NASSCOM Restructures Itself For 2020 Vision: A Step In The Right Direction, But Long Road Ahead

On March 4, 2013, NASSCOM, the industry association for the IT BPO sector in India, announced a restructuring plan to help realize its goal of India becoming a $300 billion industry by 2020. The restructuring plan is based on an independent committee’s recommendations, chaired by Infosys cofounder N.R. Narayana Murthy. Key highlights from the announcement:

  • Realignment of the NASSCOM structure into seven verticals (IT services, business process management, global in-house centers, engineering and R&D services, Internet and mobile, products, and domestic market) and five enablers (global trade, policy advocacy, outreach, skills and talent,  and regional connect).
  • Executive Council to be reconstituted to have adequate representation from the seven identified verticals
  • Formation of various councils, including national vertical councils, country councils in key markets, and strengthened regional councils to address local issues.
  • Set up five centers of excellence in five years for software engineering, emerging technologies, vertical solutions, eCommerce, service excellence, and governance.
  • Facilitate 100,000 certifications in specialist skills and domain areas.

It is evident from the announcements, which will be implemented in a phased manner, that NASSCOM is trying to strengthen its role at all levels of government and the private sector while addressing the concerns of its members. Forrester welcomes the restructuring plan from NASSCOM, as it will help the industry body strengthen its role within as well as outside of India. The more participatory model will provide the following benefits:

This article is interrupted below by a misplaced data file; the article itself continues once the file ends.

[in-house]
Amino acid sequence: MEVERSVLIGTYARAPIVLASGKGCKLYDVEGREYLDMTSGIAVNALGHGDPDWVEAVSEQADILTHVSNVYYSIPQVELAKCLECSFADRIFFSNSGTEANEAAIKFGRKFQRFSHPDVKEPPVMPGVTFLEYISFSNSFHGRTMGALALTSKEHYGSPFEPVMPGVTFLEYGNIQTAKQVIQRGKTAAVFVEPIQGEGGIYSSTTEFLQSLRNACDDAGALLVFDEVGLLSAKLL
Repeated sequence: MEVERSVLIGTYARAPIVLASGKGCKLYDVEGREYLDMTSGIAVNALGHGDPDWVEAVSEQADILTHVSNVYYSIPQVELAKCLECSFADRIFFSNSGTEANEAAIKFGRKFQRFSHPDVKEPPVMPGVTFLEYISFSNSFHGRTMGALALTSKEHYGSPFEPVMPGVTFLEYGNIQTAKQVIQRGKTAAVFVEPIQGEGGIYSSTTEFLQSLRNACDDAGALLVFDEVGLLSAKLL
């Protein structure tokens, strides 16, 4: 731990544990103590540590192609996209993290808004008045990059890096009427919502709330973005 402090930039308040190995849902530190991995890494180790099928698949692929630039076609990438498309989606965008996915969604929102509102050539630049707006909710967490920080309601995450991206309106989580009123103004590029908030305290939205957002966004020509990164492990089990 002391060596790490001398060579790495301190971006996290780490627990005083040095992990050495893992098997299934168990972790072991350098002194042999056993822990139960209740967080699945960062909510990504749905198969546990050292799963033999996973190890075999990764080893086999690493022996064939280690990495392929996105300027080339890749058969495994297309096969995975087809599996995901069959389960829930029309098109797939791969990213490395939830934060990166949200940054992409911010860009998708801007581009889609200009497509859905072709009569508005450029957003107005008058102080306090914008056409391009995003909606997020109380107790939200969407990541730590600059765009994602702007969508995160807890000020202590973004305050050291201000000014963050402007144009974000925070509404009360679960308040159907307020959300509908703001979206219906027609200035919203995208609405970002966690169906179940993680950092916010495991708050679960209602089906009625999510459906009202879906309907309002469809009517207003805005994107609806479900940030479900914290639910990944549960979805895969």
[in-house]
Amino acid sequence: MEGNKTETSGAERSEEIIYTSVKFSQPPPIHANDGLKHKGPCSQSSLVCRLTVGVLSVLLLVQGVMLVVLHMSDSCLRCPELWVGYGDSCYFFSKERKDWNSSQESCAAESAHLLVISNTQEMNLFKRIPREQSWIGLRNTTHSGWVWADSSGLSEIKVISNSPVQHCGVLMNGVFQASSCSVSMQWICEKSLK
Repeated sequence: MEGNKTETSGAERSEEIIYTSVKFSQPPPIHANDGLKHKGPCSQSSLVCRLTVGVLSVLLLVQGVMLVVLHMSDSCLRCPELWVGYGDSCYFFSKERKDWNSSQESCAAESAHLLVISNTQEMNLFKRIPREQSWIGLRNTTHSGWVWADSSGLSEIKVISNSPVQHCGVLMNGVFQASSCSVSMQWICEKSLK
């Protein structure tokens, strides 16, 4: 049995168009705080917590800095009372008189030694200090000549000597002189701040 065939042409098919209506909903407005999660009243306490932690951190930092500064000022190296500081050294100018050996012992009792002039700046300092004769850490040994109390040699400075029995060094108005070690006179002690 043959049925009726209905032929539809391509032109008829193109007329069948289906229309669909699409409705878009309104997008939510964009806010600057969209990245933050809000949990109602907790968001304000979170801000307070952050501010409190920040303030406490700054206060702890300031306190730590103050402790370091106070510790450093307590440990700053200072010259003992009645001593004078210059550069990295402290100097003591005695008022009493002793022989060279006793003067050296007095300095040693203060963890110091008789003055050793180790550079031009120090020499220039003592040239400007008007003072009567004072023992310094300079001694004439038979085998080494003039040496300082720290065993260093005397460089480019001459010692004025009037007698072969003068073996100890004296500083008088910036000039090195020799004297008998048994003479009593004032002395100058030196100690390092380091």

• Bring greater transparency to the system, as members can actively participate through various councils.
  • Empower members by allowing them to contribute actively in the decision-making process at various levels.
  • Strengthen the interaction with key stakeholders through workshops.
  • Realign the institutional system within NASSCOM to decentralize power and elevate knowledge-sharing.

The committee has provided a 10,000-foot view to NASSCOM; now the industry body needs to ensure that it executes the vision well. I believe that NASSCOM must focus most immediately on the following key tasks to ensure that its 2020 vision stays on track:

  • Strengthen the system within NASSCOM by defining and empowering the key roles and responsibilities of people involved in execution and recruiting leaders from the private sector to head the identified verticals.
  • Develop a continuous monitoring mechanism to perform a reality check on the status of goal attainment against key milestones.
  • Provide strong integration between the seven verticals to avoid silos working independently, which can lead to competition and inefficient overlaps.
  • Prioritize verticals to achieve its goals in a timely manner; after all, there is only so much NASSCOM can do with existing resources.
  • Ensure that capacity-building is taken seriously and is not just cosmetic.

The participatory approach announced by NASSCOM looks and sounds great, but now the hard work begins. Of greatest importance is that the right set of people are involved and empowered at all levels. The restructuring will be a radical change for NASSCOM; it needs to ensure that in addition to bringing in the right leaders, a mind shift of its own people takes place and a strong monitoring mechanism in place to ensure its vision is successfully executed. What’s your view on NASSCOM’s restructuring plan?